Yes, I could see someone. I could breathe deep and exercise and meditate. I’d rather have a pill to make it stop. I’d rather be a different person. But here I am and I have a few more decades to grit my teeth and endure.

There is no good last sentence here.

Technology, Man

Let me be upfront. I value the charm and convenience of technology more than I do the need to cautiously prevent my data from be sloppy all over the internet. Perhaps it’s a stint as a federal employee and knowing that my fingerprints and everything about me is in a file somewhere. At any rate, let’s all assume I know the dangers and woe and move ahead.

I love that I can keep up with my friends all over the world and that I can use facebook groups like Buy Nothing to keep things out of the landfill and meet my neighbors at the same time. I love that I can use Instagram to see pictures of food in Delhi and, right after it, your kid joyously conquering a new milestone. I love that I have exclusively online friends I’ve met here (yes, here!) and elsewhere who, on some days, are my closest friends who I happily text with regularly. I love that I have devices and apps to track my steps and tell me whether I’m getting a touch too lazy. I love that I barely need to check my email since I can use so many other more instant methods of communication. And I especially love Timehop which rolls out more than 13 years of “on this day” pictures. Just the other day there was this gem of my wife and I, three years ago:

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We look so young and so happy – it was a good reminder that we need to get away together more often and that our current states of neutral-unhappy shouldn’t be okay. There is a different standard.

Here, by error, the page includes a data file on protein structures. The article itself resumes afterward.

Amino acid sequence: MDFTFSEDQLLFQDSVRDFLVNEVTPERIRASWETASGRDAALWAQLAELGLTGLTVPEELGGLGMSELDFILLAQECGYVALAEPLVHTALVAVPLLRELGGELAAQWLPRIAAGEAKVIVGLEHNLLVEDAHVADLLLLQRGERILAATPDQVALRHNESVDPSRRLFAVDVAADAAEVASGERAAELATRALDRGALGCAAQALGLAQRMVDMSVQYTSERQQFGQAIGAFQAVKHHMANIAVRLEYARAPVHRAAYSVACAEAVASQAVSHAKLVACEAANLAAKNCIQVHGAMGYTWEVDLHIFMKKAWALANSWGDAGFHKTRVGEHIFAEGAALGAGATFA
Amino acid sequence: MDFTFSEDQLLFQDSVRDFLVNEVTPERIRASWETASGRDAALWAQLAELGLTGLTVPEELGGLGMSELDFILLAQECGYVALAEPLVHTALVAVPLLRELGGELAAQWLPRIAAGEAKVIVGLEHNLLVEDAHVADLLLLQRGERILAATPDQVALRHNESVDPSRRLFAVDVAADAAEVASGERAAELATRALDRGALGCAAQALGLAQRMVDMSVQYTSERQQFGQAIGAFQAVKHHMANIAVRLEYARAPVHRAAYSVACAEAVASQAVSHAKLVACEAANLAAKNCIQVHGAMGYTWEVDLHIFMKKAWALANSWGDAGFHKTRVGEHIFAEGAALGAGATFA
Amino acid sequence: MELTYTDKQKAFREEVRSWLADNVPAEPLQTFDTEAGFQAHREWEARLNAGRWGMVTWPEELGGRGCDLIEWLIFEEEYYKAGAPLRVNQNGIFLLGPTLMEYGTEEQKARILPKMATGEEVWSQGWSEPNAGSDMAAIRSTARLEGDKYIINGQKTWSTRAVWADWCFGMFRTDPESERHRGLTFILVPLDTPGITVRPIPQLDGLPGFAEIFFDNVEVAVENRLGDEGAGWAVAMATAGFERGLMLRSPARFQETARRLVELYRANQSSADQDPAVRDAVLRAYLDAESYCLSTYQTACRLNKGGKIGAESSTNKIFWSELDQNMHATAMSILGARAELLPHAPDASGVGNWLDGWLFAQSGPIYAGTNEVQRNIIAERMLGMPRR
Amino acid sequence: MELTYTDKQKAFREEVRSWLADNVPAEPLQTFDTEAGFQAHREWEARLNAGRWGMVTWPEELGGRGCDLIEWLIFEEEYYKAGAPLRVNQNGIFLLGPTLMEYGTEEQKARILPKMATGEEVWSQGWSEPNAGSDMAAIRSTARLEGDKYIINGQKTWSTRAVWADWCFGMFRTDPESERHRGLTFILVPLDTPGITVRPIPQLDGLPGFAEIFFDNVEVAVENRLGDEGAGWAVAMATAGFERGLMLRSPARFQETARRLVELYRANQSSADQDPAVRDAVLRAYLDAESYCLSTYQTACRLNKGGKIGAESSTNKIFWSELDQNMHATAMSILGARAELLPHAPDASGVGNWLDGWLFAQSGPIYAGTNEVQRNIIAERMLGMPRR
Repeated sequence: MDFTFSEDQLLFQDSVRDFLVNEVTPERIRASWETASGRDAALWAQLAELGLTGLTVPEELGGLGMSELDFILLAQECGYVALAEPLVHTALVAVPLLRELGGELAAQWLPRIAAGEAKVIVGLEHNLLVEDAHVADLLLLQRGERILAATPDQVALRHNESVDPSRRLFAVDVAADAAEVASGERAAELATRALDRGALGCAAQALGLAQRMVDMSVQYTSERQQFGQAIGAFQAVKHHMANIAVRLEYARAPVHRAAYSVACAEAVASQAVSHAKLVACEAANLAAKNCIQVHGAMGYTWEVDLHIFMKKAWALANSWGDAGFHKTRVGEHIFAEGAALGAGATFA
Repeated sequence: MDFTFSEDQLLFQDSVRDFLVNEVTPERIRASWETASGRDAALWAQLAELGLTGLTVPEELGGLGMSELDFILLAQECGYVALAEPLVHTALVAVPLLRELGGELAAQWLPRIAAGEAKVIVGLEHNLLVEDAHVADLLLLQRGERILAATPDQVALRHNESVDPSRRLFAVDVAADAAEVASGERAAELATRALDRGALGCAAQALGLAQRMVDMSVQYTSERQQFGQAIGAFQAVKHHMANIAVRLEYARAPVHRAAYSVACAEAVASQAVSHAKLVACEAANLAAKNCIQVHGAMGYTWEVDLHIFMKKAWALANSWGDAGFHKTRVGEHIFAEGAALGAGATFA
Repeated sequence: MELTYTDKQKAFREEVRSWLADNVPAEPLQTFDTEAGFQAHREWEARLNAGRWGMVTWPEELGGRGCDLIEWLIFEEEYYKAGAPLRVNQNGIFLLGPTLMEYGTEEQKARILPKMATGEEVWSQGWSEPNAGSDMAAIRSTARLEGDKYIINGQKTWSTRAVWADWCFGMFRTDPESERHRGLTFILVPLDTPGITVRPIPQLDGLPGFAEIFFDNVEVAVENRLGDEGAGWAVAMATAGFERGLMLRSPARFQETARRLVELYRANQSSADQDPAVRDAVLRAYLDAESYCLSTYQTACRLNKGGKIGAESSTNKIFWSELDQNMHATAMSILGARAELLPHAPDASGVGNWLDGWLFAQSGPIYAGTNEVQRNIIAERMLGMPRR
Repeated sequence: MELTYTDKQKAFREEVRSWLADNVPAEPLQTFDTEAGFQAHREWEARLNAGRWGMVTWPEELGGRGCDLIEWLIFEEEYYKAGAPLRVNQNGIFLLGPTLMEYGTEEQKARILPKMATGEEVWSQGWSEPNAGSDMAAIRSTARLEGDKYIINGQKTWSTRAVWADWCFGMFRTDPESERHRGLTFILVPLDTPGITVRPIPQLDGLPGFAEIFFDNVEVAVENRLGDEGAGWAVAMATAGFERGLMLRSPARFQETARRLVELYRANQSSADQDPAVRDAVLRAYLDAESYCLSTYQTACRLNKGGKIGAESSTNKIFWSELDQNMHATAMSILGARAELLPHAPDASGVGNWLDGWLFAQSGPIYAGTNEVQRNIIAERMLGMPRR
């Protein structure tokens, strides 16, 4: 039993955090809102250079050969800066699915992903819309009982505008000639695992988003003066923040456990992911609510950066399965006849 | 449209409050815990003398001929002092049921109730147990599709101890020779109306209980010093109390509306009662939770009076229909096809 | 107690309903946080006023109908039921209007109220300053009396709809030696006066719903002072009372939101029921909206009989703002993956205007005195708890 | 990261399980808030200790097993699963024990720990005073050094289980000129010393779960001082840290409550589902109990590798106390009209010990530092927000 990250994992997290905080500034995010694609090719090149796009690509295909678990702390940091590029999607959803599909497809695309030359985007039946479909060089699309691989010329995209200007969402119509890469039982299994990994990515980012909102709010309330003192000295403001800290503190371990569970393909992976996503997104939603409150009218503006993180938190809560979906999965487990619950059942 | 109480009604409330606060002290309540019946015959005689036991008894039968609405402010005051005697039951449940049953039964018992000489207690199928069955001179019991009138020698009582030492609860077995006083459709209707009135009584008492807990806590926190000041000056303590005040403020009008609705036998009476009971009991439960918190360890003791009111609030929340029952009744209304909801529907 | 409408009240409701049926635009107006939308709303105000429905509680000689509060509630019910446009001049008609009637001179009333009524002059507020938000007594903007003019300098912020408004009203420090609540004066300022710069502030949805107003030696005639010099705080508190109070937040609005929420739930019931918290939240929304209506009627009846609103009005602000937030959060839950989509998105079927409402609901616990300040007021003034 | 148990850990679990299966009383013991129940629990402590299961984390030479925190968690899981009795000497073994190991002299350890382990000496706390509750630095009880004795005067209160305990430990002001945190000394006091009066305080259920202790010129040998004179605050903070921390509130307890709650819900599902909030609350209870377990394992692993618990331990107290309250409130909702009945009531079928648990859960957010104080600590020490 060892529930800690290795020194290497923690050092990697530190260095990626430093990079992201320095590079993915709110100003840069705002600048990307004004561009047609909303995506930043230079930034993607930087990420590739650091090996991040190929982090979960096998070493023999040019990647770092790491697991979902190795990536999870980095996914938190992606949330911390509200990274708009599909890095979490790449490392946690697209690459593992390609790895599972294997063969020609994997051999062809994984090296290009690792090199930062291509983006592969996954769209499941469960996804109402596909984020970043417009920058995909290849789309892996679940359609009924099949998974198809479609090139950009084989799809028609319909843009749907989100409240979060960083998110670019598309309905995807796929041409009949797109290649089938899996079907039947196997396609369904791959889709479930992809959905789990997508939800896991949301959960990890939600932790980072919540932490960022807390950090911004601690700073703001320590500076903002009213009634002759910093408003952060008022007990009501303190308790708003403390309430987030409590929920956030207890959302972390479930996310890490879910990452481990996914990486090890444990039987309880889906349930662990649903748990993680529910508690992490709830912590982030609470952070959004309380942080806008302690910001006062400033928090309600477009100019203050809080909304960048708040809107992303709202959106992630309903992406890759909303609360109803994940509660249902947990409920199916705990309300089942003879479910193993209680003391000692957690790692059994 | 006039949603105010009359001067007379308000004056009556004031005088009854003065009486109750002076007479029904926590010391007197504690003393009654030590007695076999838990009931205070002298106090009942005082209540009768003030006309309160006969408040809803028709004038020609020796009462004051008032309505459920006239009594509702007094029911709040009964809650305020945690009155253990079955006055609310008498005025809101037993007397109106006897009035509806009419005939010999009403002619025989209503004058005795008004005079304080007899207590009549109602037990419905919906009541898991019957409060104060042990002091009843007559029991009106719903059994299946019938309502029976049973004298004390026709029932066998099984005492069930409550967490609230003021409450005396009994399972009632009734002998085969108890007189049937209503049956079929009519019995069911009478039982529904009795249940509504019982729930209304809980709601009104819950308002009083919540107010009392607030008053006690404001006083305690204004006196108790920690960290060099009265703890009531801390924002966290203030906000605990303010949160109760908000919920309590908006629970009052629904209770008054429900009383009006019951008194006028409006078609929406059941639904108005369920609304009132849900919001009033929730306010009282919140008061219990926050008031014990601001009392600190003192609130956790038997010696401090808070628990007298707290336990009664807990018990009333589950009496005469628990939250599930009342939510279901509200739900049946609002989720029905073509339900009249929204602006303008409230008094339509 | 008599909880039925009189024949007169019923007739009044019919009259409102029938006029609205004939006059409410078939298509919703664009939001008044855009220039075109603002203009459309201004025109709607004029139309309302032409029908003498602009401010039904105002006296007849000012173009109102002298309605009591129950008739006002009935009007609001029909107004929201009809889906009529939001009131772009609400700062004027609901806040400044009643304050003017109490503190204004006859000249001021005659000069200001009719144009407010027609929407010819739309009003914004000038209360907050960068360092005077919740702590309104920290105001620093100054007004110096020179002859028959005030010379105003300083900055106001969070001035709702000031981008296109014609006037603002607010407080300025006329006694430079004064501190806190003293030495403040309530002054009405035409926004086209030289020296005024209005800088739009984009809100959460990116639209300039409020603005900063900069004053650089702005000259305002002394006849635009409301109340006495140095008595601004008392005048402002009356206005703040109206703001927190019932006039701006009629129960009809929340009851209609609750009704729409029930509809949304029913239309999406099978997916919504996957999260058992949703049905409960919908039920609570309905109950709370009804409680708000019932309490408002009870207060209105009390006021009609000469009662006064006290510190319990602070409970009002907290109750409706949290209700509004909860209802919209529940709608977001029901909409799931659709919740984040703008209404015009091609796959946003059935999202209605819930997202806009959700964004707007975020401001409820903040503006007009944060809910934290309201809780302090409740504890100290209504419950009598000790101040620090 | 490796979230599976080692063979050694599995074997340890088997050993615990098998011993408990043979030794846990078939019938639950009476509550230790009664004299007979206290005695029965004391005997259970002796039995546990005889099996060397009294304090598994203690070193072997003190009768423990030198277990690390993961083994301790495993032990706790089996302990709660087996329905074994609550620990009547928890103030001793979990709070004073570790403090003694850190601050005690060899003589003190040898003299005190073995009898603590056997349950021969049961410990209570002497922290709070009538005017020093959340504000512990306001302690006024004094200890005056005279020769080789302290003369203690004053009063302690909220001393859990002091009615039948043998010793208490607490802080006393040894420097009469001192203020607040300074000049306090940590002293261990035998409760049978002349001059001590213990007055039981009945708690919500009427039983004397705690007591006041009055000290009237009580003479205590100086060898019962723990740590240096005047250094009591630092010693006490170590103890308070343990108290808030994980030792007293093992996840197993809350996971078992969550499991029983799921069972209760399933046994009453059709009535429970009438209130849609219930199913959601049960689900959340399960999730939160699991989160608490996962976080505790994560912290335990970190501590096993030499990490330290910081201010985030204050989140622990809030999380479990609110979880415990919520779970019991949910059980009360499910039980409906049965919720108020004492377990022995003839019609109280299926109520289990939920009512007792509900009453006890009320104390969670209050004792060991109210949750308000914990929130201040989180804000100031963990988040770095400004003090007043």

And this sign from the same day, reminding me that my sister lived with us 13 years ago. On a day trip to a street fair she casually yodeled “hello prisoners” not truly believing the sign was still relevant. The voice on the loudspeaker scolding her has provided years of laughter.

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But my day died a year ago this Saturday and Timehop has been ruthless about pulling photos from shared google albums. Like today’s picture that my mother never should have shared of her propping my infant nephew on my father’s lap two days before he died. Maybe she thought the sentiment was important. My father looks worse than I remember. The tears got lodged so high up in my throat I haven’t made a sound in hours. I’m deleting the picture from my life.

I’m prepared for it to pull in the obit I shared to facebook with his smiling picture. I did a good job writing it and I think I captured him as well as anyone could. I’m prepared for pictures from the hospice waiting room of my sisters piecing together a puzzle. I was not prepared for that.

Facebook does something similar, recommending you reshare a picture you posted long ago. Many of my old friends are logging off for good and it’s bittersweet. I truly love knowing about their lives, when they have babies, where they are travelling, even when they die. But it’s true that I barely even glance at my newsfeed anymore, heading straight to the groups I belong to. I’m much more active on Instagram (that’s a hint, yes) and I appreciate the lack of “vaguebooking” and news infiltration. Also, it’s not going to remind me that one year ago I was falling apart at the seams and gently prods me to address that fact that I am not yet stitched back together.